We are currently accepting applications for the unpaid Fall and Spring Public Health Internship position!

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News Release | U.S. PIRG | Public Health

More Than 350,000 Urge KFC to Prevent Abuse of Antibiotics in Its Chicken Supply

Today, representatives from the U.S. Public Interest Research Group (U.S. PIRG), the Natural Resources Defense Council (NRDC) and the Food Animals Concern Trust (FACT) will deliver more than 350,000 petitions from consumers nationwide to Kentucky Fried Chicken’s (KFC) headquarters in Louisville, while calling on the nation’s largest fried chicken chain to end the routine use of antibiotics by chicken producers in its supply chain. The petition signatures were also collected by the Center for Science in the Public Interest and CREDO Action. 

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News Release | U.S. PIRG | Public Health

Baltimore Takes Leadership Role on Chemicals

Today, the Baltimore City Council passed a resolution calling on Environmental Protection Agency (EPA) Administrator Gina McCarthy to work quickly to issue a strong rule to make chemical plants safer. Resolution #15-0261R, introduced by Baltimore City Councilmember Bill Henry (District 4) passed unanimously.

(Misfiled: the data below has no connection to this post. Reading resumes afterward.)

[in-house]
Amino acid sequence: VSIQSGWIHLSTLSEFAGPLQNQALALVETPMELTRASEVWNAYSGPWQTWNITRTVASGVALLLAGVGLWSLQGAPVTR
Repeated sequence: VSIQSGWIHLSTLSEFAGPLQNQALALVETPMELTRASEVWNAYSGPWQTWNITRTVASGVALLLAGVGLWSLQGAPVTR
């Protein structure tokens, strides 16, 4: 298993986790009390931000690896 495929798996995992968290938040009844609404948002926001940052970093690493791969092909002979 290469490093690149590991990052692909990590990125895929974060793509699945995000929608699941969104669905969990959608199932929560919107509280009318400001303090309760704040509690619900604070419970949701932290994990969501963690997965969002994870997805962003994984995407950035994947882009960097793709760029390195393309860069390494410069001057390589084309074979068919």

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News Release | Maryland PIRG | Public Health

Broad Array of Public Interest Groups Call on Subway, the World’s Largest Fast-Food Chain: Help Save Antibiotics

A letter signed by nearly 60 public interest, medical, public health, environmental and animal welfare organizations was delivered to Subway Founder and CEO Fred DeLuca and Senior VP Suzanne Greco today, asking the restaurant giant to phase out meats produced with routine use of antibiotics (i.e. for growth promotion and disease prevention). As the largest fast-food chains in the world, Subway’s action on this issue would help tackle the growing health crisis of antibiotic resistance.

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News Release | Maryland PIRG Foundation | Public Health

MARYLAND PIRG DELIVERS 135,000 PETITIONS TO WALGREENS – CALLS ON RETAILER TO PHASE OUT TOXIC CHEMICALS THAT TRIGGER ASTHMA

Baltimore, MD – Today Maryland health and environmental advocates delivered thousands of petitions from Maryland customers calling on Walgreen’s to adopt a comprehensive policy to phase out toxic chemicals in products. In total the group delivered 135,000 petitions to Walgreen’s from their customers across the country.

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News Release | Maryland PIRG | Public Health, Food

McDonald’s announces plan to cut overuse of antibiotics in chicken